6. Energy Poverty Implications for Living Standard

Energy poverty directly affects civilization of people lifestyle. The economic development of individual’s life strongly depends on energy. It targets the welfare level available to groups or individuals. The standard of living is influenced by the sustainable and adequate energy access. In rural parts of Ethiopia, energy poverty highly affects economic and personal development which are key points for a country’s development [17]. The efficient lighting system in urban areas enables students to read at any time without waiting for sunlight, whereas in rural Ethiopia this is impossible. Country development is determined by the energy consumption of individuals, industries, and organizations which create job opportunities. The access to energy has an unlimited contribution to education; on the other hand, the use of firewood and charcoal has significant impact on health [14]. Energy has a direct impact on health, education, agriculture, and job opportunities. The flowchart in Figure 4 shows the relationship of energy with economy and interdependence of human development.

7. Poverty of Energy and Policy Measures

The impact of energy poverty on living standard, especially in education, health, and agriculture is discussed in this paper; it is important to take measures against energy poverty. Ethiopia is a country which has low income and there is a difficulty in improving the lifestyle of people living in the rural area as shown in Figure 5 which depicts women collecting firewood. Accordingly, the government shall take some of the following measurements.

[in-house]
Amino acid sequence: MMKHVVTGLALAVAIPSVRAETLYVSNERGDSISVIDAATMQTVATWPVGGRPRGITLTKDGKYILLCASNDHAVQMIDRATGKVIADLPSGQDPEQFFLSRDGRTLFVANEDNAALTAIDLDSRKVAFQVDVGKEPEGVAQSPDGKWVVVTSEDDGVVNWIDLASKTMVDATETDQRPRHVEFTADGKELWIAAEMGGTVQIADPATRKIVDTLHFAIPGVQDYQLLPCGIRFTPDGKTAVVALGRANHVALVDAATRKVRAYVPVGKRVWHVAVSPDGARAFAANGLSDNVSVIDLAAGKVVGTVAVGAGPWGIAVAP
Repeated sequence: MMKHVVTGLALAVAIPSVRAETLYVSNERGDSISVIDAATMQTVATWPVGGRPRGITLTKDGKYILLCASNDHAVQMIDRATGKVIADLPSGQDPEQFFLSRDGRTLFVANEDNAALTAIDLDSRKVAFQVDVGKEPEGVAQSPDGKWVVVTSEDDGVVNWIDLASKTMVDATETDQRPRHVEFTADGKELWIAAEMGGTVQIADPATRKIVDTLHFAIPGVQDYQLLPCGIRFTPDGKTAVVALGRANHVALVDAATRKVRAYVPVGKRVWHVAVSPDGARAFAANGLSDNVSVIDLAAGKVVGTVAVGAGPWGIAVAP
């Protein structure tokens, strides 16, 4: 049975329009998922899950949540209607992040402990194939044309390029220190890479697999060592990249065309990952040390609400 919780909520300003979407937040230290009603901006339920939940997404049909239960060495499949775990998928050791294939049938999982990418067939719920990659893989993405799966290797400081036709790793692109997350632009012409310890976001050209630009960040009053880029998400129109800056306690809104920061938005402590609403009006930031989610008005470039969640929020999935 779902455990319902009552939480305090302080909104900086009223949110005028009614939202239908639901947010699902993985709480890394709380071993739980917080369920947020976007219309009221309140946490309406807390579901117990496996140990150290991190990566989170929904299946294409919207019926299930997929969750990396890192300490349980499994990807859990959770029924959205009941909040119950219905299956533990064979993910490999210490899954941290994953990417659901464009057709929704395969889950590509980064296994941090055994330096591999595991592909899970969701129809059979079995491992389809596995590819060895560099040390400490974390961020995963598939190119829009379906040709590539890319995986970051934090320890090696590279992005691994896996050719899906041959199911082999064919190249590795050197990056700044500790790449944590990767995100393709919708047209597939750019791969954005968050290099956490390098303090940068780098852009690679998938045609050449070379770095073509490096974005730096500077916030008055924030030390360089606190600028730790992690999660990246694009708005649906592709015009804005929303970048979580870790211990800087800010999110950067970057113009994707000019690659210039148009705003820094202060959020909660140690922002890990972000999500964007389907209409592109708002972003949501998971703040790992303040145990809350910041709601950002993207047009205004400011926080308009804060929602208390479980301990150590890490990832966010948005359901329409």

7.1. Shifting Energy Polices to the Use of Renewable Energy Sources Such as Solar Power, Wind Power, Tidal Power, and Hydropower

The potential of Ethiopia to use renewable energy resources needs special focus to change its economy and the living standard of its citizens. The geographic nature of Ethiopia varies, and the potential of generating hydropower, solar power, wind power, and others is also geographically dependent like the Renaissance Dam of Ethiopia which will eliminate the shortage of electricity when it starts power generation. The government shall motivate the use of renewable energy and allow investors to generate and sell it for citizens with proper price.

7.2. Motivating Private Sectors to Generate and Supply Electric Energy from Alternative Energy Sources

Constructing grid-connected microgrids and off-grid electric generation systems by mobilizing and supporting the private sectors enables mitigating poverty of energy in the country as a whole by sharing investment costs of the government. This again creates job opportunities in the country, which minimizes the challenge of employing graduates in different professions.

7.3. Clearly Identifying the Energy Potential of the Country and Creating Awareness among Investors